The World Bank, in a recent report, said the government’s success in achieving inclusive growth rests on its ability to create decent jobs for Filipinos. This is an incontestable point because certainly, at the core of this campaign toward inclusive growth is poverty reduction.
One of the sectors that have significantly contributed to the empowerment of Filipinos is the micro, small and medium enterprises sector (MSME), employing roughly 61 percent of the country’s total labor force and contributing 32 percent of our gross domestic product (GDP).
With such potential, the government, through the Bangko Sentral ng Pilipinas (BSP) and the Department of Trade and Industry (DTI), has been urging banks to increase their exposure to the MSMEs. In fact, laws mandating banks to allot a certain portion of their loan portfolio to small business have been put in place.
The Magna Carta for MSMEs, for one, requires financial institutions to earmark 8 percent of their total loan portfolio for small businesses and 2 percent for medium enterprises.
Such orders seem necessary as majority of banks keep a conservative stance when it comes to lending to MSMEs, fearing defaults considering the borrowers’ poor credit history and insufficient income.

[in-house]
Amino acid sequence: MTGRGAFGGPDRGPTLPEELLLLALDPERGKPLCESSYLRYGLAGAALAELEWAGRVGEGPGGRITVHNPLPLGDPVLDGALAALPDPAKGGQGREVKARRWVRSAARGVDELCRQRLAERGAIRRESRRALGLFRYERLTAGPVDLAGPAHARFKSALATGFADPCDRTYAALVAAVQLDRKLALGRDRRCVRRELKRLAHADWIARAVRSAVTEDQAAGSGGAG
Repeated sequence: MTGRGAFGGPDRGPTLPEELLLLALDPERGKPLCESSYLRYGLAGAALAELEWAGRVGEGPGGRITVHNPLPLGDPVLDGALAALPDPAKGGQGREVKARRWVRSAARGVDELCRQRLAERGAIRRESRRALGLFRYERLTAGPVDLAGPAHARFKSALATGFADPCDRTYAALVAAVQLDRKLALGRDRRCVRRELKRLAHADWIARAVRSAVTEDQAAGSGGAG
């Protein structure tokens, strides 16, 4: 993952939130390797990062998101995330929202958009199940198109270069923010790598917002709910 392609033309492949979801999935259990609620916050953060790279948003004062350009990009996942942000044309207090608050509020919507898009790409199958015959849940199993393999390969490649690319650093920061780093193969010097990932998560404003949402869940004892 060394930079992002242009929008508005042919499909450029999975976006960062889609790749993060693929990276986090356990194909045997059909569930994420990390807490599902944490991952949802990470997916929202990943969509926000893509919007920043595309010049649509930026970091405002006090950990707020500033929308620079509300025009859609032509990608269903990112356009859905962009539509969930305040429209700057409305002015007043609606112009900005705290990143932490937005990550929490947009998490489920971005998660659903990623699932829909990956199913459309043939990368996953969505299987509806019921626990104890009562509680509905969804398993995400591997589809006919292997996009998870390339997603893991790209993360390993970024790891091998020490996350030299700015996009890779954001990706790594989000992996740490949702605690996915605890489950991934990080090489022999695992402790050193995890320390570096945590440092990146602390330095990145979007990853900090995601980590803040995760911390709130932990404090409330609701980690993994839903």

However, the rural banking industry—setting itself apart from the majority—has always taken an active role in microenterprises lending.
Being deeply rooted in the countryside, with almost 600 head offices and over 2,000 branches nationwide, rural banks are the most ideal point of transaction for financial services for budding businesses.
Besides being in the tactical position to serve, rural banks are also experienced financial service providers for micro and small businesses as frontrunners of microfinance.
The provision of micro finance services such as micro loans and savings accounts by rural banks to small and micro entrepreneurs should allow them to improve themselves financially and eventually contribute to the progress of the community where they belong.
These MSMEs are critical growth drivers in the countryside, providing people with decent jobs and thus, empowering them financially. By serving the micro and small businesses sectors, rural banks are not only serving their mandate as champions of development in the underserved areas, they are also actively pursuing the government’s goal of financial inclusion.
Another welcome initiative for this is the proposal of the BSP to create a guarantee fund that will serve as banks’ cushion from losses in case of loan defaults.
This, coupled with the government’s move to create a centralized credit information system, will definitely encourage more banks to open doors for the MSME sector.